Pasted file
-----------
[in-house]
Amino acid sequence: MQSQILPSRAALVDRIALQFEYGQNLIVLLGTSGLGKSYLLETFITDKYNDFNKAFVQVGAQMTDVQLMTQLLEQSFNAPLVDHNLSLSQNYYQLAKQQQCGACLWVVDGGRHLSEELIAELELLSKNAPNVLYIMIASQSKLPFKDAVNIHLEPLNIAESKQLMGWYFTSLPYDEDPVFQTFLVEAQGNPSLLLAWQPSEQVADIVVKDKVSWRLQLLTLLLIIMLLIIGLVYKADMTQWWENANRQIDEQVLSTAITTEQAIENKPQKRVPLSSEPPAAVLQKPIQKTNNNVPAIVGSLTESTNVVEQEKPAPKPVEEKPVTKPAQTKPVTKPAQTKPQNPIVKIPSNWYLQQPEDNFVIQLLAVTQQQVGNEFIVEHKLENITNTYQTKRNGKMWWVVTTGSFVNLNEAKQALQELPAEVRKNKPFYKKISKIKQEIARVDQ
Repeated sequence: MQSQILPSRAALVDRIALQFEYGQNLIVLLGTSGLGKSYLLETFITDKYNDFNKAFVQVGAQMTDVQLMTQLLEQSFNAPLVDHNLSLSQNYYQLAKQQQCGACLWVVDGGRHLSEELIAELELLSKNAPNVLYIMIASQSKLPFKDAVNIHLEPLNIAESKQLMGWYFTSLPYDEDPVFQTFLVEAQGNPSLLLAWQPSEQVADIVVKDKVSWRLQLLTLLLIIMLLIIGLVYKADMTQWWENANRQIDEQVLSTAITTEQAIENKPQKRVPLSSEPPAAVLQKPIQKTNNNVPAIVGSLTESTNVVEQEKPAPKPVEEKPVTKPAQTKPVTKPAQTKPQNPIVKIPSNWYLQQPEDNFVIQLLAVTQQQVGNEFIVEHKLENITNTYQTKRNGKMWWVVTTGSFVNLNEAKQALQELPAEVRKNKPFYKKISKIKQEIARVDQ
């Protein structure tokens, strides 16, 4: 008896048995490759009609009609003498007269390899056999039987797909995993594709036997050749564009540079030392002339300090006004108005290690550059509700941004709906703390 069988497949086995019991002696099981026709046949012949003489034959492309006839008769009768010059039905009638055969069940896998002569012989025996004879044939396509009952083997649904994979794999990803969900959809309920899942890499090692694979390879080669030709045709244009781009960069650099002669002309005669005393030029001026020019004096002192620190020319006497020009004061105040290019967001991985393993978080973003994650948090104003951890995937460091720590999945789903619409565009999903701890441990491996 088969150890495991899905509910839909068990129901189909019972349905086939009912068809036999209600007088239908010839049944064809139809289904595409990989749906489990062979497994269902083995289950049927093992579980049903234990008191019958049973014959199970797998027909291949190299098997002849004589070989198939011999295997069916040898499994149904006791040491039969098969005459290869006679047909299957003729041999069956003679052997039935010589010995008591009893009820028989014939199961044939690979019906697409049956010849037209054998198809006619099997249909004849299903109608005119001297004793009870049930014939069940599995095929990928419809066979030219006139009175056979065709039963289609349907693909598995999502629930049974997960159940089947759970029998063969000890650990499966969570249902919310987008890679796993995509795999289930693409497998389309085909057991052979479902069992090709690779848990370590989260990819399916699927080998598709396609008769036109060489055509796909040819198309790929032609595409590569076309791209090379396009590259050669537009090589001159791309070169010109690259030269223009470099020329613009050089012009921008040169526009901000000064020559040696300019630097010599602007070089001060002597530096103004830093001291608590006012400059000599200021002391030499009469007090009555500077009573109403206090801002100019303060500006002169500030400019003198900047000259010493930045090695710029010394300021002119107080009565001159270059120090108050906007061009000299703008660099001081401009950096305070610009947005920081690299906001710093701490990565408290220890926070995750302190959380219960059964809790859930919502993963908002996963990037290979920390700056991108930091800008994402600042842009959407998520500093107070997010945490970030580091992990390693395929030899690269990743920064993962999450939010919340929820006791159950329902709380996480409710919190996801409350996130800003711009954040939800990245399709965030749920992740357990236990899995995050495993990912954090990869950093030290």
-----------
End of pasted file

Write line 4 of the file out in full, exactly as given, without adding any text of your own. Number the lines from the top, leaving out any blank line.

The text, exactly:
């Protein structure tokens, strides 16, 4: 008896048995490759009609009609003498007269390899056999039987797909995993594709036997050749564009540079030392002339300090006004108005290690550059509700941004709906703390 069988497949086995019991002696099981026709046949012949003489034959492309006839008769009768010059039905009638055969069940896998002569012989025996004879044939396509009952083997649904994979794999990803969900959809309920899942890499090692694979390879080669030709045709244009781009960069650099002669002309005669005393030029001026020019004096002192620190020319006497020009004061105040290019967001991985393993978080973003994650948090104003951890995937460091720590999945789903619409565009999903701890441990491996 088969150890495991899905509910839909068990129901189909019972349905086939009912068809036999209600007088239908010839049944064809139809289904595409990989749906489990062979497994269902083995289950049927093992579980049903234990008191019958049973014959199970797998027909291949190299098997002849004589070989198939011999295997069916040898499994149904006791040491039969098969005459290869006679047909299957003729041999069956003679052997039935010589010995008591009893009820028989014939199961044939690979019906697409049956010849037209054998198809006619099997249909004849299903109608005119001297004793009870049930014939069940599995095929990928419809066979030219006139009175056979065709039963289609349907693909598995999502629930049974997960159940089947759970029998063969000890650990499966969570249902919310987008890679796993995509795999289930693409497998389309085909057991052979479902069992090709690779848990370590989260990819399916699927080998598709396609008769036109060489055509796909040819198309790929032609595409590569076309791209090379396009590259050669537009090589001159791309070169010109690259030269223009470099020329613009050089012009921008040169526009901000000064020559040696300019630097010599602007070089001060002597530096103004830093001291608590006012400059000599200021002391030499009469007090009555500077009573109403206090801002100019303060500006002169500030400019003198900047000259010493930045090695710029010394300021002119107080009565001159270059120090108050906007061009000299703008660099001081401009950096305070610009947005920081690299906001710093701490990565408290220890926070995750302190959380219960059964809790859930919502993963908002996963990037290979920390700056991108930091800008994402600042842009959407998520500093107070997010945490970030580091992990390693395929030899690269990743920064993962999450939010919340929820006791159950329902709380996480409710919190996801409350996130800003711009954040939800990245399709965030749920992740357990236990899995995050495993990912954090990869950093030290």